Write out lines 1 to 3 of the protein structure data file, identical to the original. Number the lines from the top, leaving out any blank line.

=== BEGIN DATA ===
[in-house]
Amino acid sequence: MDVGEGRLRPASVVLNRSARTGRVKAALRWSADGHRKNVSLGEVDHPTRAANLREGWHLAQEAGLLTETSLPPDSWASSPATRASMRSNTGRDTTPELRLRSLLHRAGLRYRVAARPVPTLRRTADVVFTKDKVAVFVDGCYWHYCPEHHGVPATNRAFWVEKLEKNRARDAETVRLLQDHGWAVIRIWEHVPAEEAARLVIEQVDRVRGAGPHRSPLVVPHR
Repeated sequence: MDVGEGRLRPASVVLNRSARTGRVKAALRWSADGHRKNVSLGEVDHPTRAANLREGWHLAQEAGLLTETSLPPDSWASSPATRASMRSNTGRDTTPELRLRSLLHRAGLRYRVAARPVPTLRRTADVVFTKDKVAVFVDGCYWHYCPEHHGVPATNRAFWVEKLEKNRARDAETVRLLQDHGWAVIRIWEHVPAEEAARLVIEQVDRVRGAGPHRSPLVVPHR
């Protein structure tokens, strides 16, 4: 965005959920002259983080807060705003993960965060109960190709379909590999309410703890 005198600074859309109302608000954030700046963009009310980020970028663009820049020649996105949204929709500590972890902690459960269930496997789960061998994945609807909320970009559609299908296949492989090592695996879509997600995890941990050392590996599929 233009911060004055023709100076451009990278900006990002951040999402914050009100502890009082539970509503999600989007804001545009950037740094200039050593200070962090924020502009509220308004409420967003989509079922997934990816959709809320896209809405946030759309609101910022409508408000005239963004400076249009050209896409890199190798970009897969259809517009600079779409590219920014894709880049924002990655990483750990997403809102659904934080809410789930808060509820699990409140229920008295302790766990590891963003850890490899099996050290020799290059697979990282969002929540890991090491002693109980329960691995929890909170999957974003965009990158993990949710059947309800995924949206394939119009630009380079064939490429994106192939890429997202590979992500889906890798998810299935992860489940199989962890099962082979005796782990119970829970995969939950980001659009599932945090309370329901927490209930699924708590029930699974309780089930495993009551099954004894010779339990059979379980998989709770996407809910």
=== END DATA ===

[in-house]
Amino acid sequence: MDVGEGRLRPASVVLNRSARTGRVKAALRWSADGHRKNVSLGEVDHPTRAANLREGWHLAQEAGLLTETSLPPDSWASSPATRASMRSNTGRDTTPELRLRSLLHRAGLRYRVAARPVPTLRRTADVVFTKDKVAVFVDGCYWHYCPEHHGVPATNRAFWVEKLEKNRARDAETVRLLQDHGWAVIRIWEHVPAEEAARLVIEQVDRVRGAGPHRSPLVVPHR
Repeated sequence: MDVGEGRLRPASVVLNRSARTGRVKAALRWSADGHRKNVSLGEVDHPTRAANLREGWHLAQEAGLLTETSLPPDSWASSPATRASMRSNTGRDTTPELRLRSLLHRAGLRYRVAARPVPTLRRTADVVFTKDKVAVFVDGCYWHYCPEHHGVPATNRAFWVEKLEKNRARDAETVRLLQDHGWAVIRIWEHVPAEEAARLVIEQVDRVRGAGPHRSPLVVPHR